Non-governmental organization and Policy-Making in Nigeria Essay
Policy making is an important step in the actualization of any vision, whether it be embarked upon by the government or a private institution. All over the world, there has being an increasing level of input from NGOs into policy making in nations. NGOs are legally constituted organisations whose influence has become indispensable to society.
The paper seeks to highlights the role these organisations play in policy making in Nigeria. Relevant literature has been extensively consulted and reviewed to assess their relevance and level of participation in the formulation of public policy in the country.Introduction In the past, people saw popular participation as exclusively voting or exercise of civic right at elections. However this view of participation is no longer acceptable, because people want to make demands on the polity in their role as interest or pressure groups; and they want to take direct charge of their own destiny. One way popular participation has had impact on policy is the way people are able to take part in activities in their neighbourhoods and in community governance.
How neighbourhood decision-making is able to have impact on the bye-laws or edicts of local and State Governments.How elected officials are made to become sensitive or responsive to the needs and demands of the people. How they consult their people on all critical issues before they vote or formulate policies. This yearning to be a part of governance has led to the proliferation of Non-Governmental Organisations (NGOs). Indeed the rising popularity of NGOs is based on the premise that the people in power alone cannot satisfactorily provide the quality of leadership the people desire, without the direct input of those concerned.In Nigeria, there is a need to periodically assess the level to which this desire of NGOs has been actualised in the vital sector of policy making.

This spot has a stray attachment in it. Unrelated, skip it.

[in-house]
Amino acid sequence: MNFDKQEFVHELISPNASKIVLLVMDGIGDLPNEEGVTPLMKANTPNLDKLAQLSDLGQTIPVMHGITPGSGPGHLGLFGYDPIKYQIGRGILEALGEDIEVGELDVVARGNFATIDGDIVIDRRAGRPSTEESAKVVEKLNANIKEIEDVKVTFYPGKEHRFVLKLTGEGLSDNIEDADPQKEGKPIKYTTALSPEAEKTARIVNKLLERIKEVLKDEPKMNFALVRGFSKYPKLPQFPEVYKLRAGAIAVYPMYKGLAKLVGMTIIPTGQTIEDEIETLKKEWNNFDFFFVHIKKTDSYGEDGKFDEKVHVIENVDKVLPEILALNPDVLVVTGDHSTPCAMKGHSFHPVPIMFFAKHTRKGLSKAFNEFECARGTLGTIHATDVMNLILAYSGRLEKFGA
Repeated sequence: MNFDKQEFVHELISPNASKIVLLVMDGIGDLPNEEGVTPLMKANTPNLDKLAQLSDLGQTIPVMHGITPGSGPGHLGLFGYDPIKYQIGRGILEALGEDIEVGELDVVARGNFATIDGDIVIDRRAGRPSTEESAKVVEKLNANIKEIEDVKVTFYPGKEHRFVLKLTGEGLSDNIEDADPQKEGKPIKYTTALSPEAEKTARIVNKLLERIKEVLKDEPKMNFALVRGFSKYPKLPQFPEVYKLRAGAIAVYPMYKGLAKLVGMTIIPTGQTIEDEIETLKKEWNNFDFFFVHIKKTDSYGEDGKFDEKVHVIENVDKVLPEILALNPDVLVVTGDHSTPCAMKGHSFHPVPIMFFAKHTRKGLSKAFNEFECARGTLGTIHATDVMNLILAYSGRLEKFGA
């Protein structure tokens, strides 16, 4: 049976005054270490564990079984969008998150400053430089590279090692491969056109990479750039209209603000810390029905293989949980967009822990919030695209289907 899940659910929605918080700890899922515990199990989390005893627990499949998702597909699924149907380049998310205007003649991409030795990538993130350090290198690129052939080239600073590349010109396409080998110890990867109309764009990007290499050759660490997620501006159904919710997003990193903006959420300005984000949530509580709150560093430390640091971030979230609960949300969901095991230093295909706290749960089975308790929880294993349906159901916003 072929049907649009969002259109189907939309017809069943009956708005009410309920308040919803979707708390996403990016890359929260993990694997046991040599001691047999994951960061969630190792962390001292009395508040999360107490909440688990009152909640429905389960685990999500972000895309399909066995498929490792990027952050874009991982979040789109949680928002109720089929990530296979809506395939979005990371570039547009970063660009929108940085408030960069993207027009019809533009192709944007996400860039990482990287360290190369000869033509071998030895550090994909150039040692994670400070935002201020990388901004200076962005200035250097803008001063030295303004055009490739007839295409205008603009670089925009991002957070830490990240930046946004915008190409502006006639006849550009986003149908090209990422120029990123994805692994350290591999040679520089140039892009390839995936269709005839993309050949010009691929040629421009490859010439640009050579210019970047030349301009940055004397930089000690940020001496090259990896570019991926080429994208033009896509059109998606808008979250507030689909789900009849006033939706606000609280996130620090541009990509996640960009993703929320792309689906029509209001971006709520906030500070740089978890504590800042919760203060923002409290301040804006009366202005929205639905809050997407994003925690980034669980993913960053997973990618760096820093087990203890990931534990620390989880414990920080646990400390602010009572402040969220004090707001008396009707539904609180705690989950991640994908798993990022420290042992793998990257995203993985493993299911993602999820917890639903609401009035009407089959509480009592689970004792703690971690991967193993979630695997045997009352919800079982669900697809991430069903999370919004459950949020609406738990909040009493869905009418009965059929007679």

Definition of Terms Non-Governmental Organisation (NGO): the World Bank defines NGOs as organisations that include many groups and institutions that are entirely or largely independent of government and that have primarily humanitarian or cooperative rather than commercial objectives. Policy: According to the Oxford Advance Learner’s Dictionary, a policy is a ‘plan of action, statement of ideas, etc proposed or adopted by a government, political party, business etc.Policy-making: This can be described as the act of formulating a plan of action or a statement of ideas seeking the actualization of a specific goal. Non-Governmental Organisations (NGOs) The Growth of NGOs A striking upsurge is under way around the globe in organizing voluntary activity and the creation of private, nonprofit or non-governmental organizations.
People are forming associations, foundations and similar institutions to deliver human services, promote grassroots economic development, prevent environmental degradation, protect civil rights and pursue a thousand other objectives formerly unattended or left by the state.The scope and scale of this phenomenon is immense. Salamon (1994), argues that pressures to expand the voluntary sector seem to be coming from at least three different sources: from “below” in the form of spontaneous grassroots energies; from the “outside” through the actions of various public and private institutions; and from “above” in the form of governmental policies. There have been a variety of outside pressures: from the church, Western private voluntary organizations and official aid agencies.Emphasis has shifted from their traditional humanitarian relief to a new focus on “empowerment.